Insurance - When you're "young & free"!

When's the right time to get Insurance?

There is a lot of fun and freedom to be had in your twenties, but it is also when you need to start making adult decisions. Understanding insurance is a good step in the right direction! Most people in their early 20s are flatting, don’t have dependents and have minimal debts. These are all factors that should be taken into account when choosing insurance.

The insurance you need changes throughout your life, both in terms of what you need and the costs of premiums. Understanding how the different types of insurance work and scenarios in which you would claim means you can make an informed decision to get the best cover for each life stage.

Health Insurance

If your parents had a health insurance policy for you, generally when you turn 18 or 21, it needs to be transferred to an individual policy. Having an insurance policy already in place is a wonderful gift, as it means you are likely to have very broad coverage as you won’t have many, if any, pre-existing conditions.
That is why it is so important to keep the policy active. If you let it lapse, you will need to re-apply and be underwritten again. That means any medical issues you have had in your life so far will no longer be covered. There are certain mechanisms you can use to reduce premiums, such as increasing the excess, but this needs to be done in consultation with an insurance adviser, so you understand any ramifications.

Lump sum insurance policies

These are insurance policies that pay out a lump sum in the event of an accident or certain illnesses. There are not offset by ACC (meaning you can claim both).

Life insurance

Life insurance is a policy that pays out in the event of your death. This insurance is usually focused on looking after people that are left behind. It is about covering debt, and perhaps the livelihood or lifestyle of loved ones or dependents. This means if you have no debt or dependents you may choose not to have life insurance just yet. Life insurance premiums tend to be lower when you are younger.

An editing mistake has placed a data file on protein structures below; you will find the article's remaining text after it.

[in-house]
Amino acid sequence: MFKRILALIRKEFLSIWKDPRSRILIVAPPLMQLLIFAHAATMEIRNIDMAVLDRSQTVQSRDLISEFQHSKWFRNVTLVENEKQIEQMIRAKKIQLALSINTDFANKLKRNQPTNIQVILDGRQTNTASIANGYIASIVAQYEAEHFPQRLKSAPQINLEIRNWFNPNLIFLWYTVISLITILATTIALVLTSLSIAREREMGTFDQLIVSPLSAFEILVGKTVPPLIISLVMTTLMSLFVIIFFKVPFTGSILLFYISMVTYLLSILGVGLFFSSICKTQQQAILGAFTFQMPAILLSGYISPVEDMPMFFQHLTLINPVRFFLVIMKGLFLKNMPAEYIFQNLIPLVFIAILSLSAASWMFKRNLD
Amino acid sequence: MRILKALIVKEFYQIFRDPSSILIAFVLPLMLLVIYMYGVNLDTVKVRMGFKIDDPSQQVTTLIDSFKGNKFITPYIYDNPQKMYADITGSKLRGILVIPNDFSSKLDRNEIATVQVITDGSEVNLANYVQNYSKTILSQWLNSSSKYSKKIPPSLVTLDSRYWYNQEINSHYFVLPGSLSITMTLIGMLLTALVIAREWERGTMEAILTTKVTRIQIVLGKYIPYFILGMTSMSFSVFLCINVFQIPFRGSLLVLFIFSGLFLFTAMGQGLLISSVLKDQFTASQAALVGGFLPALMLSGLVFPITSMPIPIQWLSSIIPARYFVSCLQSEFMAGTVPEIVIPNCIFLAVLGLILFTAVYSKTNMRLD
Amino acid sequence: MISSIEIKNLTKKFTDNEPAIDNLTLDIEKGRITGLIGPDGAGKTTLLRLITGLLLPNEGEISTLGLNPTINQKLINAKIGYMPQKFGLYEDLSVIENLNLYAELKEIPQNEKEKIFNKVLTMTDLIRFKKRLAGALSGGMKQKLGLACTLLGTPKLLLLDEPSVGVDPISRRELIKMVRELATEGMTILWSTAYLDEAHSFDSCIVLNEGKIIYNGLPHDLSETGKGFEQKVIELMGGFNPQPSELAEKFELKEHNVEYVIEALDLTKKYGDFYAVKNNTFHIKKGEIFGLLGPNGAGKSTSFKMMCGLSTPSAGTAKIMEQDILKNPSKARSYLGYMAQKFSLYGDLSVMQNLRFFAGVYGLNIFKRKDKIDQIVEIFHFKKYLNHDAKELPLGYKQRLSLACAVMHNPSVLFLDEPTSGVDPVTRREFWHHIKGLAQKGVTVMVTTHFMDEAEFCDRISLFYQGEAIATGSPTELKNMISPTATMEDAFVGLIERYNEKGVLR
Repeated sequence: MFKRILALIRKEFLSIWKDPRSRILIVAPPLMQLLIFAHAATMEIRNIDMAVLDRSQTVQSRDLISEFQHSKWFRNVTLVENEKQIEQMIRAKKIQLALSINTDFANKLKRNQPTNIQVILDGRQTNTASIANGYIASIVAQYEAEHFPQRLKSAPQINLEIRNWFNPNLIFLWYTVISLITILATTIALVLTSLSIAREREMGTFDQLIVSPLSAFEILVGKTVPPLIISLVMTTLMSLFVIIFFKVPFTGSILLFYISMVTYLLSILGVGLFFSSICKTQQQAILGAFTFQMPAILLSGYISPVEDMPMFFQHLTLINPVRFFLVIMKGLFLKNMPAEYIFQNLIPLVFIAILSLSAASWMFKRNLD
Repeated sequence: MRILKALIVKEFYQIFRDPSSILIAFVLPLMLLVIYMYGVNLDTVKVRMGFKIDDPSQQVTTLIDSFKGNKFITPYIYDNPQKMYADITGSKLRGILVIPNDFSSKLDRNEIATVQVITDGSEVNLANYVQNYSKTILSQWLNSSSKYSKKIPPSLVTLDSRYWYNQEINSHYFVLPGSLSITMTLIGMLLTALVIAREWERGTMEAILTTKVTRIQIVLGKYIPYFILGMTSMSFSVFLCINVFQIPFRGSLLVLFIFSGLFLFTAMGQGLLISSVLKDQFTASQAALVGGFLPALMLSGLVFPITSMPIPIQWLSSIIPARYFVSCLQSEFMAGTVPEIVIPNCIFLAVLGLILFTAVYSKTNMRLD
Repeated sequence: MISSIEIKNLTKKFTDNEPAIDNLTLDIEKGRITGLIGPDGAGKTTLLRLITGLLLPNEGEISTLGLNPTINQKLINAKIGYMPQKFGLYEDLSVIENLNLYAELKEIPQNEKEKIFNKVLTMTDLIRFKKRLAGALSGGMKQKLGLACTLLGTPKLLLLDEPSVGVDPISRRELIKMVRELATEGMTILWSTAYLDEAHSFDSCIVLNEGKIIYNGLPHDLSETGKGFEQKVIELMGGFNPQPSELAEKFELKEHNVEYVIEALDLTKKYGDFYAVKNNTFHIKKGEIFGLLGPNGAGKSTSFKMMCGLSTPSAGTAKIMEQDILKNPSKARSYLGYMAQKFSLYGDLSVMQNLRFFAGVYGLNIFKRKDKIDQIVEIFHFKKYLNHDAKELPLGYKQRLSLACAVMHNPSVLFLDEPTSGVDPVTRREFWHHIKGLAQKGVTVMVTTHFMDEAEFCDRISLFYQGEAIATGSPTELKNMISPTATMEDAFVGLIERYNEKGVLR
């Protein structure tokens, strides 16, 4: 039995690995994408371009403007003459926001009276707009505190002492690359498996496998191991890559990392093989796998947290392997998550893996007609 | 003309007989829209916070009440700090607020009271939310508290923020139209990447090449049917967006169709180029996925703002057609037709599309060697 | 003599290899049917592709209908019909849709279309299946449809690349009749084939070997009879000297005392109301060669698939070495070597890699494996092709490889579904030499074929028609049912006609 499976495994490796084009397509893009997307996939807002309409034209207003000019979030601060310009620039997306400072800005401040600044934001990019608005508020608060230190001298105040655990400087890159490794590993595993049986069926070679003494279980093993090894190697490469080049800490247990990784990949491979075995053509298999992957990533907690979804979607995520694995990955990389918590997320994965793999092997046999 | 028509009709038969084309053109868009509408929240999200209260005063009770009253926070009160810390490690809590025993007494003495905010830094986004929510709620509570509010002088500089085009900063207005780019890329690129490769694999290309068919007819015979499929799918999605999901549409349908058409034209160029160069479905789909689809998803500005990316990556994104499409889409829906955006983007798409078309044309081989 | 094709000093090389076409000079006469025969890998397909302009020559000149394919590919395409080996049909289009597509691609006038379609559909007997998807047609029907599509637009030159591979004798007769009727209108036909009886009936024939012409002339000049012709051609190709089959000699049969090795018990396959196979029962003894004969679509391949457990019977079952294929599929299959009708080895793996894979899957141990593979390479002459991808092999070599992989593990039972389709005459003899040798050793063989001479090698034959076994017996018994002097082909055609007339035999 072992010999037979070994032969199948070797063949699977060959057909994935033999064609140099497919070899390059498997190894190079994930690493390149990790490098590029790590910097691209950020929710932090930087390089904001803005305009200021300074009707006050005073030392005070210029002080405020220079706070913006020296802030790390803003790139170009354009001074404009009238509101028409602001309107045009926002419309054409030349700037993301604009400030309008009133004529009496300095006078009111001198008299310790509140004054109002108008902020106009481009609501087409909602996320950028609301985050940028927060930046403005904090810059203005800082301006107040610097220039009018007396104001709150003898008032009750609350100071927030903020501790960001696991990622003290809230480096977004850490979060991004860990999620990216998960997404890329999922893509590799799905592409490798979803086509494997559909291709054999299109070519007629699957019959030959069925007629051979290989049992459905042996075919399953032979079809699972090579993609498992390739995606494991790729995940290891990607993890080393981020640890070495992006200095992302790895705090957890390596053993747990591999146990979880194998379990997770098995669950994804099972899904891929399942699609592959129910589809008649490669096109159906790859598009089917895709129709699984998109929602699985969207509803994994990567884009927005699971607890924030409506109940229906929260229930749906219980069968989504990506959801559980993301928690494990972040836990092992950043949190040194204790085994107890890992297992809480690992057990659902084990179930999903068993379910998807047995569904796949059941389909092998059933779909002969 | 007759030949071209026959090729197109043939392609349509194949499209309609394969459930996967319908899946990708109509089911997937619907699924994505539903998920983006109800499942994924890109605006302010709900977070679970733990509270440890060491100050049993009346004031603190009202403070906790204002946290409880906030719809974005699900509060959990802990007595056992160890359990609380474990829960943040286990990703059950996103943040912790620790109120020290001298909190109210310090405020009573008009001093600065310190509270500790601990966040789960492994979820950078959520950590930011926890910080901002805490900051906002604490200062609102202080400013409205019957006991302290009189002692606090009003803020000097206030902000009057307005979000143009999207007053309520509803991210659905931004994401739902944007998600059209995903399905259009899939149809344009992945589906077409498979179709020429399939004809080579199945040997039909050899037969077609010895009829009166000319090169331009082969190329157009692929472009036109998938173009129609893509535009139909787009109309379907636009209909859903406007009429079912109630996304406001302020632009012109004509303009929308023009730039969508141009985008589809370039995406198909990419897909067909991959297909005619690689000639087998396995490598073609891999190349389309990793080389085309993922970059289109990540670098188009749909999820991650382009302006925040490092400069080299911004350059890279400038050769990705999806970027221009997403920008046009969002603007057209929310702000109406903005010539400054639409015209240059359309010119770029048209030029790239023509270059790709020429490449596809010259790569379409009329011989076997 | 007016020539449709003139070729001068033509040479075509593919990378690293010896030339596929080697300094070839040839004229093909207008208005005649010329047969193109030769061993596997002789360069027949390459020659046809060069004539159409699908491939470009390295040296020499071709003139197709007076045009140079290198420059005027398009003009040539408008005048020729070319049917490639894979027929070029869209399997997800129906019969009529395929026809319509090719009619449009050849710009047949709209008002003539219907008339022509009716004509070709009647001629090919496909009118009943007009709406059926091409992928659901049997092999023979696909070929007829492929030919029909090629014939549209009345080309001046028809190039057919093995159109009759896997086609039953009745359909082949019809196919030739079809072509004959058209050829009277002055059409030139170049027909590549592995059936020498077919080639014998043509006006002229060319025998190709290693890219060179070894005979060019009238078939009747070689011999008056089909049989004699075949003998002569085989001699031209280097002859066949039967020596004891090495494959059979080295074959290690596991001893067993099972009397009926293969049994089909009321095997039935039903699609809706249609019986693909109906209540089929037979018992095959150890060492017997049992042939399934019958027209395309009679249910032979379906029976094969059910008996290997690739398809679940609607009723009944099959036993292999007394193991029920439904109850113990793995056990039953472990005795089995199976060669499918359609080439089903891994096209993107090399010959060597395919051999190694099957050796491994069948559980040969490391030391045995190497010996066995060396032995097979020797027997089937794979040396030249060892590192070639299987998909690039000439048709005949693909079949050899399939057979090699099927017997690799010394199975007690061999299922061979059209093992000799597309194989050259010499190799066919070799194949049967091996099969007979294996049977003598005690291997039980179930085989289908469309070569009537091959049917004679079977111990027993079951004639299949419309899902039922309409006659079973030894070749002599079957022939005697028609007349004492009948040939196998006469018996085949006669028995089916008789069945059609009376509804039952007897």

Trauma insurance

Trauma protection pays out a lump sum in the diagnosis of certain illnesses or if you experience specified injuries. Different providers have slightly different lists of illnesses or injuries, but all include cancer, heart attack and stroke. Injuries can include head trauma, burns or time spent in intensive care. One of the advantages of trauma protection is that it is cover you can get even if you don’t have an income, and the money can be used as you wish. It could be used to cover rent, travel, or to cover the income or expenses of someone who is looking after you. Trauma insurance premiums tend to be lower when you are younger.

Total and Permanent Disability insurance (TPD)

TPD is paid out in a lump sum if you were to become totally and permanently disabled through injury or illness. It also includes funds to modify a home.
When you are young you are unlikely to be totally and permanently disabled by an illness (though accidents can happen at any stage of life), so you may not see a need for it, however the financial impact of it happening can be disastrous. Because the risk of being totally and permanently disabled is low, this type of insurance actually has some of the lowest premium rates.
When deciding how much cover to have, you should consider any existing debts, the loss of all future earnings and investment potential, and what other insurance you may have in place. It is always best to have this discussion with an adviser, as they can explain how the different types of insurance complement each other. TPD insurance premiums tend to be lower when you are younger.

Income and mortgage protection

As it says in the name, income and mortgage protection are linked to your income or mortgage, so you can’t get them unless you have those first! They are paid monthly, after a stand-down period, following an accident or diagnosis of an illness. Income protection is offset by ACC, but if you have separate mortgage protection it isn’t offset – meaning it won’t reduce what you get from ACC. While ACC covers injuries, it doesn’t cover illnesses, which income protection does. Income protection premiums tend to be lower when you are younger.

This is general advice, intended to help you understand what is available, what questions to ask and key factors to take into account – you need to seek advice from an insurance adviser before buying insurance.


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